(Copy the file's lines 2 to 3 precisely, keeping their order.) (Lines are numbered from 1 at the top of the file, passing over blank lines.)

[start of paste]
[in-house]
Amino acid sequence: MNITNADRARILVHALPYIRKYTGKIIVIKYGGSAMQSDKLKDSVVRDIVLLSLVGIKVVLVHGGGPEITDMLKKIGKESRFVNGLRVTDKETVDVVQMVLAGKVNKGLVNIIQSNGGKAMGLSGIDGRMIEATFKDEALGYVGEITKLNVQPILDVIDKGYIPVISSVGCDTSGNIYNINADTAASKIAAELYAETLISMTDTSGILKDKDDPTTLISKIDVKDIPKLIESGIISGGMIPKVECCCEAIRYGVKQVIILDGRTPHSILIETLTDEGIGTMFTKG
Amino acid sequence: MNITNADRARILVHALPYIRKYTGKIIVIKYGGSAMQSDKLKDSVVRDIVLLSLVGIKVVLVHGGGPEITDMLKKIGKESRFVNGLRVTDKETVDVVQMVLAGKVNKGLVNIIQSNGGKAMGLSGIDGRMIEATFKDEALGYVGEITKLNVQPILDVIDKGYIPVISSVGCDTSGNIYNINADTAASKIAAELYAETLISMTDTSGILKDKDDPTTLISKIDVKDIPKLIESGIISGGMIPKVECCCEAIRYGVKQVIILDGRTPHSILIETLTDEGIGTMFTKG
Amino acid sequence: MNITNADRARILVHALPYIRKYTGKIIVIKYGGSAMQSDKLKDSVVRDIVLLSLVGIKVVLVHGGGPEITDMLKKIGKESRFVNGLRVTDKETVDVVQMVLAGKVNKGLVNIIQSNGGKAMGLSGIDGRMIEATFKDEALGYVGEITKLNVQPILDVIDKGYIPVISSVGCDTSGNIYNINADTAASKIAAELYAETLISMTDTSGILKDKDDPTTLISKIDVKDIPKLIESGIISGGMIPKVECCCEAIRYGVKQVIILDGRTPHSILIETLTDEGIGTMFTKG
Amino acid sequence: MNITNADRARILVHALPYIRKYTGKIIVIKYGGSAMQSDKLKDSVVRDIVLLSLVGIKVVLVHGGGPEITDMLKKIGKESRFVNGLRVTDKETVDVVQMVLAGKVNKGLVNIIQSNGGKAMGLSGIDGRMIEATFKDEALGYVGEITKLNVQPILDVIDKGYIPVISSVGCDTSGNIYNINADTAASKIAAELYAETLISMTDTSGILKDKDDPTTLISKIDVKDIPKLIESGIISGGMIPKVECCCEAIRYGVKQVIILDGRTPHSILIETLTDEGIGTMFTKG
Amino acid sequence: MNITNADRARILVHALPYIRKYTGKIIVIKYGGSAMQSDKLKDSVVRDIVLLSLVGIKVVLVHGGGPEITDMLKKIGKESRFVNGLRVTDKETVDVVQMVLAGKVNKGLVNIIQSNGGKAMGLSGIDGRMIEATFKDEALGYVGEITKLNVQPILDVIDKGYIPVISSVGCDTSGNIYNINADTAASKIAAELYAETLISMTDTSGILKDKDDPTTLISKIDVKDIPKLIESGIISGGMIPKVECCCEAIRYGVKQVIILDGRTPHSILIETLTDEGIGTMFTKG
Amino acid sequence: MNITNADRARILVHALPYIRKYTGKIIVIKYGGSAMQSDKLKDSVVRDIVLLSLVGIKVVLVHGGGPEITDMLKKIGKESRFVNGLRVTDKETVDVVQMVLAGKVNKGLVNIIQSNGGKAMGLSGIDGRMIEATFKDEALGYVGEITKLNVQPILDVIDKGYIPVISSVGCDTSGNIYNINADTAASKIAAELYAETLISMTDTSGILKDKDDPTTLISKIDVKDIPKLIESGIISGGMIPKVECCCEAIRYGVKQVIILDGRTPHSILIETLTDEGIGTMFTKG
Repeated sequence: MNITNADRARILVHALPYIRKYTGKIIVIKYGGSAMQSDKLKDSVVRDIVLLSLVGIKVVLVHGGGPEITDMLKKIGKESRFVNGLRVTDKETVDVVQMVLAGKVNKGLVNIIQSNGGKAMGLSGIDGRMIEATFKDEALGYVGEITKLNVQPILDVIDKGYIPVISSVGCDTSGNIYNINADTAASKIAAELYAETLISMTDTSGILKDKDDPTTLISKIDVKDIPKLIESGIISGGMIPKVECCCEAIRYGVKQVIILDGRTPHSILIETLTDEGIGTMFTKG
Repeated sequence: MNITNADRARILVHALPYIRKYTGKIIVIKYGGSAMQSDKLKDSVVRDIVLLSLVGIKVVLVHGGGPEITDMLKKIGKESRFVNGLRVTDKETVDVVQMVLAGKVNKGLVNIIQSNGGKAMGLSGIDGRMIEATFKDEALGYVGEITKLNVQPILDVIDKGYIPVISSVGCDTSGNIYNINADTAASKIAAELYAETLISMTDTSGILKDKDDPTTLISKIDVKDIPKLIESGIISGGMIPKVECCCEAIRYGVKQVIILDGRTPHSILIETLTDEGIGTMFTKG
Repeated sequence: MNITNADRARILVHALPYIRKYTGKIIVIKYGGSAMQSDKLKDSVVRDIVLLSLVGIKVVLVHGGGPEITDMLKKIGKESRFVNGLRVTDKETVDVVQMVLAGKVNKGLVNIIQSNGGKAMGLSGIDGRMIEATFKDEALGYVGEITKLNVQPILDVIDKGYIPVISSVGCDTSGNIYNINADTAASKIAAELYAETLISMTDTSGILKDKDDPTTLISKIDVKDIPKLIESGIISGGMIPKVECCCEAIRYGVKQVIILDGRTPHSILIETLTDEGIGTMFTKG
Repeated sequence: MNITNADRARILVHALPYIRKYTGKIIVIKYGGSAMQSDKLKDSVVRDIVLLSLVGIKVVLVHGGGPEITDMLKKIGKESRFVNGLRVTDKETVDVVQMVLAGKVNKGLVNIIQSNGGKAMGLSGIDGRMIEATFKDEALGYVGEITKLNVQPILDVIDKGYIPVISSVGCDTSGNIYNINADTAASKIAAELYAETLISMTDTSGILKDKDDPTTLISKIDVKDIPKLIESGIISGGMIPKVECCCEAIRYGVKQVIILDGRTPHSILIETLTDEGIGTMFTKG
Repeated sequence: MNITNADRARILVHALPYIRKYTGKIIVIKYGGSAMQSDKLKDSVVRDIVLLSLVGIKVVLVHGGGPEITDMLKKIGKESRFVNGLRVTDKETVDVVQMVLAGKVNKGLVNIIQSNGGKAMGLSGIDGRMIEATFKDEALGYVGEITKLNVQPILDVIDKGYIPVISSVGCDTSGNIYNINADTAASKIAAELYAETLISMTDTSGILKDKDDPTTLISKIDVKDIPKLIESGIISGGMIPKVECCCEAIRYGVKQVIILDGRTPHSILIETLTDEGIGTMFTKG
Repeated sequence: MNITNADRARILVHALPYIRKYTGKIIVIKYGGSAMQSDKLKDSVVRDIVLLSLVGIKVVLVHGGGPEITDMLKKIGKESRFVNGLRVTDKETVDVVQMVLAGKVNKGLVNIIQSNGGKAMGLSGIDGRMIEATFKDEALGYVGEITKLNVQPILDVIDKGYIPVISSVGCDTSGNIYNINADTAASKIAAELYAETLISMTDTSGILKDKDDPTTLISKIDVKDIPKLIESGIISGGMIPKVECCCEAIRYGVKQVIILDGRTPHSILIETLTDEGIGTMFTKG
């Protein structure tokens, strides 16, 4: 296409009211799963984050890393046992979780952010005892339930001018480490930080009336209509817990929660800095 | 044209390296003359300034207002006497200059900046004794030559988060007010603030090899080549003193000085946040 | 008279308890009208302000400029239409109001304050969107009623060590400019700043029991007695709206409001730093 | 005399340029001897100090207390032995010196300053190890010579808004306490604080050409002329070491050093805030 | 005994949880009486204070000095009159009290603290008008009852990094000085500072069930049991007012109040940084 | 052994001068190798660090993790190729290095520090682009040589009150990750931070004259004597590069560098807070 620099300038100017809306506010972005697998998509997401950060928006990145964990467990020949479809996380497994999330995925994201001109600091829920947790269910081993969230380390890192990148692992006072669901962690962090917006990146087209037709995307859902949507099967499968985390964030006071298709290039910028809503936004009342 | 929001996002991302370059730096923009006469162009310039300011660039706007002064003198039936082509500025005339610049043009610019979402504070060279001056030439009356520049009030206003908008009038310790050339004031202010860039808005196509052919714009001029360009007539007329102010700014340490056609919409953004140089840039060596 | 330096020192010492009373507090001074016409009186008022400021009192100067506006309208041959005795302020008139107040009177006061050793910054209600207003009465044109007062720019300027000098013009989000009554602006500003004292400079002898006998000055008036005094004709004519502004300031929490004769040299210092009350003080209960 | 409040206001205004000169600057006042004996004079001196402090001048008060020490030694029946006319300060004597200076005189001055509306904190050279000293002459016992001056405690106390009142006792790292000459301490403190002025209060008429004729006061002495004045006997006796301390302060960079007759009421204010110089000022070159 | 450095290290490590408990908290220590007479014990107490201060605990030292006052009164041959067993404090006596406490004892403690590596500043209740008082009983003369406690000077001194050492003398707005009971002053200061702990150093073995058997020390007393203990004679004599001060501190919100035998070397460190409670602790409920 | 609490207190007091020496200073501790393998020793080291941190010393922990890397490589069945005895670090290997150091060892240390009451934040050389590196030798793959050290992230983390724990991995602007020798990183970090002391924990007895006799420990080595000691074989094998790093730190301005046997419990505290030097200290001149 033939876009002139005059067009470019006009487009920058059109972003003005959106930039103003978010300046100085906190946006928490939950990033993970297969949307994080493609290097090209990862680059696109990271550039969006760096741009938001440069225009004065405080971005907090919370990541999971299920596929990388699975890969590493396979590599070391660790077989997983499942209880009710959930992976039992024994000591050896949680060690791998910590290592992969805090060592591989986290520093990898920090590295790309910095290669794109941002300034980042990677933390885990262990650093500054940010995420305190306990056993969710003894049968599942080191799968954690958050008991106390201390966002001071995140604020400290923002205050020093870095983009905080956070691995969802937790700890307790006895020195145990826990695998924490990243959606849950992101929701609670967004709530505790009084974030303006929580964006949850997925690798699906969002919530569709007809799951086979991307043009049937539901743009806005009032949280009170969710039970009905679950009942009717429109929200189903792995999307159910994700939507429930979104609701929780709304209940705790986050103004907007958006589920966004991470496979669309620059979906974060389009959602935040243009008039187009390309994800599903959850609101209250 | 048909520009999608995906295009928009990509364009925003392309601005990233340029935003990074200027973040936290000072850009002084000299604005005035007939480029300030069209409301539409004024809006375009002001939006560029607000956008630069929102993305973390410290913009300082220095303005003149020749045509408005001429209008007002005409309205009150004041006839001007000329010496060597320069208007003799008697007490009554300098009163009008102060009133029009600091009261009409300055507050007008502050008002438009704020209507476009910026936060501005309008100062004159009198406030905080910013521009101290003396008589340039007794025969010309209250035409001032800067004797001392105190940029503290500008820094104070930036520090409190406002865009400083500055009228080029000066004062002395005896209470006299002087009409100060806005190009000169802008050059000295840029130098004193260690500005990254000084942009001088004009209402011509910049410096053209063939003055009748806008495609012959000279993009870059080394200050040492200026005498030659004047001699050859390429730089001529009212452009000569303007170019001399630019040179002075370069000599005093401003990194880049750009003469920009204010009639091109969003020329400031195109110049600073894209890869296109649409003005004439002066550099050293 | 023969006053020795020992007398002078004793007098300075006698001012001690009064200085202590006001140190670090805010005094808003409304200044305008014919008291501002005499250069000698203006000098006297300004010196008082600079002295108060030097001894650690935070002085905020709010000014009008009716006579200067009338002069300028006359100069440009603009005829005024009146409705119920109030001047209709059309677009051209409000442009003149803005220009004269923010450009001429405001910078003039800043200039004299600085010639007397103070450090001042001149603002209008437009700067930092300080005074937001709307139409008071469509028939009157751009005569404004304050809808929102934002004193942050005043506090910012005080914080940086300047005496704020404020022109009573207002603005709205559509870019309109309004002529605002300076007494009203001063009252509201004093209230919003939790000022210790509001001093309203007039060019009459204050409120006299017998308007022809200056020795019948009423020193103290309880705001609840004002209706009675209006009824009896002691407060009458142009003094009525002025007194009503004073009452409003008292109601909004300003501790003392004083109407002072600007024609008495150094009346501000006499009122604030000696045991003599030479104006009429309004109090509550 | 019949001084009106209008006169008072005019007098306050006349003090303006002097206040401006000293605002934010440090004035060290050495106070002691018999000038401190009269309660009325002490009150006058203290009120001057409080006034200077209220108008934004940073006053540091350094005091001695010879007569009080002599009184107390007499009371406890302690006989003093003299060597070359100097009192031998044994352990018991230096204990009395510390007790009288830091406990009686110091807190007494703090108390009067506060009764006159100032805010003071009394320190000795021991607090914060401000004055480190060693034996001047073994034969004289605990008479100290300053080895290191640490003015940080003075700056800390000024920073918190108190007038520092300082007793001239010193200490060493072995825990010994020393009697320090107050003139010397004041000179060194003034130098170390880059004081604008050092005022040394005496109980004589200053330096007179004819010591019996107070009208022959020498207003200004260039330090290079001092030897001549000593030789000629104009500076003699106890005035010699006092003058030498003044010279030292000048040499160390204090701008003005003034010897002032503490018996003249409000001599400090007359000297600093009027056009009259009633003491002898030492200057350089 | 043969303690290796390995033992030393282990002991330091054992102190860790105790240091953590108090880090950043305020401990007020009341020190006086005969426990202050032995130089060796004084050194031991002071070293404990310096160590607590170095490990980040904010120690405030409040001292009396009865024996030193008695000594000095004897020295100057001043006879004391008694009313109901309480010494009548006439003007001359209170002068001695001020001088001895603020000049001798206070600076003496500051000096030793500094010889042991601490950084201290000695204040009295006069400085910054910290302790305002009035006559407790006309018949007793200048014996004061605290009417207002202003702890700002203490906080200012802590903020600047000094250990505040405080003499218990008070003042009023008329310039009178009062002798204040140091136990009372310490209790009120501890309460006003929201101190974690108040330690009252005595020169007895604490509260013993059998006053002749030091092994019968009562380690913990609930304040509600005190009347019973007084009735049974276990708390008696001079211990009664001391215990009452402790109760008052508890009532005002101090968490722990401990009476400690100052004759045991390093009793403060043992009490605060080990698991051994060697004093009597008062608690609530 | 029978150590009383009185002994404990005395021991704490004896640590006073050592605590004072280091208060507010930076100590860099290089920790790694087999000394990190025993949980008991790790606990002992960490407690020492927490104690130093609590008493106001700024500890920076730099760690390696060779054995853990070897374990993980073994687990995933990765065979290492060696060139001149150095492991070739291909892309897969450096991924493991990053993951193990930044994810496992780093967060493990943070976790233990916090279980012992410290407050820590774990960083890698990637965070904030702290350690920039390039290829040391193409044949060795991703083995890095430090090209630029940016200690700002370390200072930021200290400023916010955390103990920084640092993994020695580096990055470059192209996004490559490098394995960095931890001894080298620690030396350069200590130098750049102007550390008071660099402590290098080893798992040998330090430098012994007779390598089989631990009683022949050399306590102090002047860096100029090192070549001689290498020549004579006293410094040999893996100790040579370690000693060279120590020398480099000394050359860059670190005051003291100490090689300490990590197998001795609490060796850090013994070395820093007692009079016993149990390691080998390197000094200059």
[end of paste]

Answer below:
Amino acid sequence: MNITNADRARILVHALPYIRKYTGKIIVIKYGGSAMQSDKLKDSVVRDIVLLSLVGIKVVLVHGGGPEITDMLKKIGKESRFVNGLRVTDKETVDVVQMVLAGKVNKGLVNIIQSNGGKAMGLSGIDGRMIEATFKDEALGYVGEITKLNVQPILDVIDKGYIPVISSVGCDTSGNIYNINADTAASKIAAELYAETLISMTDTSGILKDKDDPTTLISKIDVKDIPKLIESGIISGGMIPKVECCCEAIRYGVKQVIILDGRTPHSILIETLTDEGIGTMFTKG
Amino acid sequence: MNITNADRARILVHALPYIRKYTGKIIVIKYGGSAMQSDKLKDSVVRDIVLLSLVGIKVVLVHGGGPEITDMLKKIGKESRFVNGLRVTDKETVDVVQMVLAGKVNKGLVNIIQSNGGKAMGLSGIDGRMIEATFKDEALGYVGEITKLNVQPILDVIDKGYIPVISSVGCDTSGNIYNINADTAASKIAAELYAETLISMTDTSGILKDKDDPTTLISKIDVKDIPKLIESGIISGGMIPKVECCCEAIRYGVKQVIILDGRTPHSILIETLTDEGIGTMFTKG